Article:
IT-Director: System I/O fabric to transform computing architecture modelSep 03, 1999, 20:23 (0 Talkback[s])
(Other stories by Cheshire Cat)
"Peace has been declared, it was announced yesterday, between the vendors involved in defining a replacement for the PCI bus."
"The keyword is 'fabric'. System I/O is a fabric-based architecture, which enables any device to communicate to any other device. Hardware switching is used to enable far higher throughput speeds than previously available, from 2.5Gb to 6Gb per second - this compares with a measly 132Mb per second from PCI. ...suggesting that PC devices such as processors, network cards and memory will no longer be limited by bus bandwidth (particularly as the 6Gb top end will probably be extended in the future)..."
"...system vendors are not the only organisations experimenting with switched fabrics. One notable group is the storage community, for whom the switched fibre architecture is key to the SAN strategies of most companies... What interests the storage vendors is the ability to link switches (by fibre) over long distances: currently, the maximum distances between switches are touted as between 10Km and 50Km. ...a single, conceptual device, running a single operating system could in fact be a pair of mirrored devices, each with its own processor, disk and memory. The processor, disk, memory and graphics card become devices in their own right which, with the inclusion of a switched fabric with a fibre interconnect, could be physically positioned anywhere in a 50km radius but which could be configured dynamically to make best use of the resources at a given time."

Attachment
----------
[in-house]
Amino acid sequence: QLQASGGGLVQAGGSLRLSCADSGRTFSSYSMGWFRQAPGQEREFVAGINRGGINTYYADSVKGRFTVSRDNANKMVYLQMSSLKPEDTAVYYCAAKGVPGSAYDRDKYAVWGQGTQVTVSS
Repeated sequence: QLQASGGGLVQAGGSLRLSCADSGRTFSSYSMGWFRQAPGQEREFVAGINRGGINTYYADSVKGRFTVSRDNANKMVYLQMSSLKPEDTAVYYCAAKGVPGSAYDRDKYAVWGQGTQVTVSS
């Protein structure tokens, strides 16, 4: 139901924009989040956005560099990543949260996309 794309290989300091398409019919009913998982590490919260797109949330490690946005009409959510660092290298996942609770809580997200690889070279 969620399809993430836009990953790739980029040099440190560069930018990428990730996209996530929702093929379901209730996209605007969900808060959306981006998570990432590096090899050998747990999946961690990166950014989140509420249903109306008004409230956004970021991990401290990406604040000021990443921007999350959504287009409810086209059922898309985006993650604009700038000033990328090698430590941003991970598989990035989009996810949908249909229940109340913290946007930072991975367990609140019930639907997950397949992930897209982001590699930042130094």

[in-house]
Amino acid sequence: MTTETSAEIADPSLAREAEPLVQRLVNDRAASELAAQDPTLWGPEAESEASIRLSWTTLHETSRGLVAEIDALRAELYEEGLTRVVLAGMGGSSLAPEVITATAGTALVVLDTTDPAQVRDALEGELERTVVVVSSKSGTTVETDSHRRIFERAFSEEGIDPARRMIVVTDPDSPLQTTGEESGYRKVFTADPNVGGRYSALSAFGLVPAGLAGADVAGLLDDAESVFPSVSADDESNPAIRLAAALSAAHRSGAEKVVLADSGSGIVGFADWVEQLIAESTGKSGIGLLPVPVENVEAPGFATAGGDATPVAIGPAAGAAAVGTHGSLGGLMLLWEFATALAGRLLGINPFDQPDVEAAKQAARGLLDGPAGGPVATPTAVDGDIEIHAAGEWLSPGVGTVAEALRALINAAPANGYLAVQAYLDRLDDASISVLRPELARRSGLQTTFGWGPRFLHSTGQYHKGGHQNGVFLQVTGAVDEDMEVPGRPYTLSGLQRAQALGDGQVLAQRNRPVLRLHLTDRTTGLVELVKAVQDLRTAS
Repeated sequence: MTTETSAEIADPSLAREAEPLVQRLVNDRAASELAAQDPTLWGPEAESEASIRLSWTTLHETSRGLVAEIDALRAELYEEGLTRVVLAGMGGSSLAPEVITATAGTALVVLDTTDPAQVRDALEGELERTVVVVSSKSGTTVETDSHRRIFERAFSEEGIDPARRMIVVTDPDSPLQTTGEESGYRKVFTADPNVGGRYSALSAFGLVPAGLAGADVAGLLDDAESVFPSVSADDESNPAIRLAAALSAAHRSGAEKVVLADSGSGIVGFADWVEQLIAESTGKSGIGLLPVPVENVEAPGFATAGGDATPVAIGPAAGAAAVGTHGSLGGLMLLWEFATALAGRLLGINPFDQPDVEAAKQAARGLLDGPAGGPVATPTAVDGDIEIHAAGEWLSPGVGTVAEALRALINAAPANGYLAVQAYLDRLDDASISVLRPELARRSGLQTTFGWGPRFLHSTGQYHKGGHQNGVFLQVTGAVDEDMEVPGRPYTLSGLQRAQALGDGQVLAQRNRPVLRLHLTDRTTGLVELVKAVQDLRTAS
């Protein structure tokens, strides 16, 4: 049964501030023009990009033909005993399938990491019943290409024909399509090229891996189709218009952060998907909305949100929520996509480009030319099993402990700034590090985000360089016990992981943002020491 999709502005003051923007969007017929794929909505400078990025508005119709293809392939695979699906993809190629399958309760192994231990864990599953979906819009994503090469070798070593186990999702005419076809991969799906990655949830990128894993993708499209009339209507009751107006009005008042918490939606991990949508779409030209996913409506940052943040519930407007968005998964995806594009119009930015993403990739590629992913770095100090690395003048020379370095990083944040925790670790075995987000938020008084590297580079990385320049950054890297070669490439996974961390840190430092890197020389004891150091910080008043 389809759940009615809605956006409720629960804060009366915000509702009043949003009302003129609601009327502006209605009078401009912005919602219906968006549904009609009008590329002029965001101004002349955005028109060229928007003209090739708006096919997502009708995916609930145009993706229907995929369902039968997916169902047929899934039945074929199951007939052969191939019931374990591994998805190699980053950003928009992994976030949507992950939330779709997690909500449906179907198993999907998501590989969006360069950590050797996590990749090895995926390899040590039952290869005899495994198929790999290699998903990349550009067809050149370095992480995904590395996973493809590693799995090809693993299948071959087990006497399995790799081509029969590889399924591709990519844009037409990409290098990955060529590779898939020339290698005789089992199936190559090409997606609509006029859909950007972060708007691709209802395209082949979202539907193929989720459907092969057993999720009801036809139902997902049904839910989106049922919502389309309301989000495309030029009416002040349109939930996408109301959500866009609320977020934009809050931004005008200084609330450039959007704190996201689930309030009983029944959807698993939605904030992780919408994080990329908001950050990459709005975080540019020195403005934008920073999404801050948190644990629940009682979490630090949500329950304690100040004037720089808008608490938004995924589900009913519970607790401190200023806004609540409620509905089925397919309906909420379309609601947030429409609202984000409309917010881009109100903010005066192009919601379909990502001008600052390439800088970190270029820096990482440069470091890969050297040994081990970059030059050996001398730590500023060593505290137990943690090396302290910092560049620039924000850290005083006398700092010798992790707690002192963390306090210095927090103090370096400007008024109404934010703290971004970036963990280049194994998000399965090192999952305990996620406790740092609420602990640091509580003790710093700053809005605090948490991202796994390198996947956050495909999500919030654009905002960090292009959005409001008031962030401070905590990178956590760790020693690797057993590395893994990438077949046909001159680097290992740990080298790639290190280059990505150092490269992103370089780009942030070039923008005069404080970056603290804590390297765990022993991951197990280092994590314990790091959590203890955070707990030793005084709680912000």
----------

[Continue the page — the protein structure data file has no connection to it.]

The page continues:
"...the inclusion of IP version 6 in the System I/O specification... effectively removes the need to consider system components as part of the same machine, virtual or otherwise. The Internet is currently IP V4, but IP V6 will be included in most network-ready devices in the future. The potential is clear - that the system bus replacement, System I/O, becomes an integral part of the Internet infrastructure. How this will happen is still a matter for speculation, but the potential this has, of moving us into a device-based world in which bandwidth is a forgotten issue, is clear."
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